Summit Up 1-22-2012: Where we’re disappointed leopards don’t live on clouds
January 21, 2012
Good morning and welcome to Summit Up, the world’s only daily column that’s back with another edition of Animals that Could Eat You.
Today we will be exploring the mysteries of cloud leopards, which despite what their name suggests, are not leopards and don’t actually live on clouds (we were disappointed, too). They do, however, have these weird bubble-like spot thingies that we guess kind of look like clouds, which still isn’t as cool as having a cloud-based natural habitat, but at least kind of justifies the name.
Anyway, four of these little tigers …
Super official zoo manager people: Yeah, they’re not tigers, either.
Summit Up: Okay, okay, four of these adorable predatory cats arrived at the Denver Zoo this month from Florida and are making themselves at home in the zoo’s Toyota Elephant Passage – another name that doesn’t really make any sense since the place apparently houses cats rather than Toyotas or elephants. But who are we to judge?
Anyway, sez here:
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“The first two leopards to arrive were 10-year-old females Tenchi and Mattie. Both arrived from the Lowry Park Zoo in Tampa, Fla. The other two leopards are cubs, less than a year old. They are female, Lisu (Lee-soo), from Nashville Zoo and male, Taji (Tah-jee), from Point Defiance Zoo in Tacoma, Wash. Both cubs arrived under recommendation of the Association of Zoos and Aquarium’s (AZA) Species Survival Plan (SSP) in the hopes they will breed when they are older. Zoos participate in SSPs to ensure healthy populations and genetic diversity among zoo animals. Lisu and Taji will live separately from Tenchi and Mattie as they are a breeding pair. Breeding pairs are often strongly bonded to each other and not interested in sharing space with other cats.”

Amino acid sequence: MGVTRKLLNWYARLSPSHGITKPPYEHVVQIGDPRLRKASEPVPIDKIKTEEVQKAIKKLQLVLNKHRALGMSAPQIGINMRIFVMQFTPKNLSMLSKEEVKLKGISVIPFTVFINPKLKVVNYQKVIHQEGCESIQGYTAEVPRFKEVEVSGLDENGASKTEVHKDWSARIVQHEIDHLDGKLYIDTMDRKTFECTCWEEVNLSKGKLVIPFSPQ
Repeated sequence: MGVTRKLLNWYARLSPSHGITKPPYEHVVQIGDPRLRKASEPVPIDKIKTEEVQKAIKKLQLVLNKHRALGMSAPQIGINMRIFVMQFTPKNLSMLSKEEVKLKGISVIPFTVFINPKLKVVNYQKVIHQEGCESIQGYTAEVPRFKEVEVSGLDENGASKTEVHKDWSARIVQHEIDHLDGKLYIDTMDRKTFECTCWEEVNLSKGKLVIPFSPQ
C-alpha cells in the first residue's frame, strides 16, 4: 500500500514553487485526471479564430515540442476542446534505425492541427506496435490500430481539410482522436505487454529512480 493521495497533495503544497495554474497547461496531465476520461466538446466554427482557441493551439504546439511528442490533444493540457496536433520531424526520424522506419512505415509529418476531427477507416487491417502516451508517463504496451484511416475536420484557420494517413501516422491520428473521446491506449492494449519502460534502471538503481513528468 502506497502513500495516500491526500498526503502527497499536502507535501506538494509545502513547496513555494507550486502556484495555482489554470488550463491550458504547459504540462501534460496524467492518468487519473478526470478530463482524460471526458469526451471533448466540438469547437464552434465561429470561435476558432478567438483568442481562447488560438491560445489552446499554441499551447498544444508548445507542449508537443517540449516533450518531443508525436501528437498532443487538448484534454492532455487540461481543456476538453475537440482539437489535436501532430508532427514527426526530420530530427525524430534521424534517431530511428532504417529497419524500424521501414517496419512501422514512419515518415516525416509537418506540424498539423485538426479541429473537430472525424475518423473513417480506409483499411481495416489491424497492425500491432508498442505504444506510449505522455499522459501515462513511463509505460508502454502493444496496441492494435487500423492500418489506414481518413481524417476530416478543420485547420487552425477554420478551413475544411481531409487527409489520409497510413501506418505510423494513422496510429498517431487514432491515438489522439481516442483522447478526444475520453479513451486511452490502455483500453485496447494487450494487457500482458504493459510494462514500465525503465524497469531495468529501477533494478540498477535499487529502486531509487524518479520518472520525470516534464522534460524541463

Which, we understand, the non-leopard leopard cubs informed the zoo keepers discreetly over a private cup of coffee before their move to Denver.
Well, as we’re writing this column on Saturday this big huge helluva 16-inch snowstorm we were supposed to get this weekend still hasn’t delivered much other than some more wind and this extraordinarily depressing icy rain stuff, which our East Coaster colleagues say is called sleet. We hope as you read this over coffee and muffins Sunday morning Ullr has come through for us and the county is looking all white and wintery again.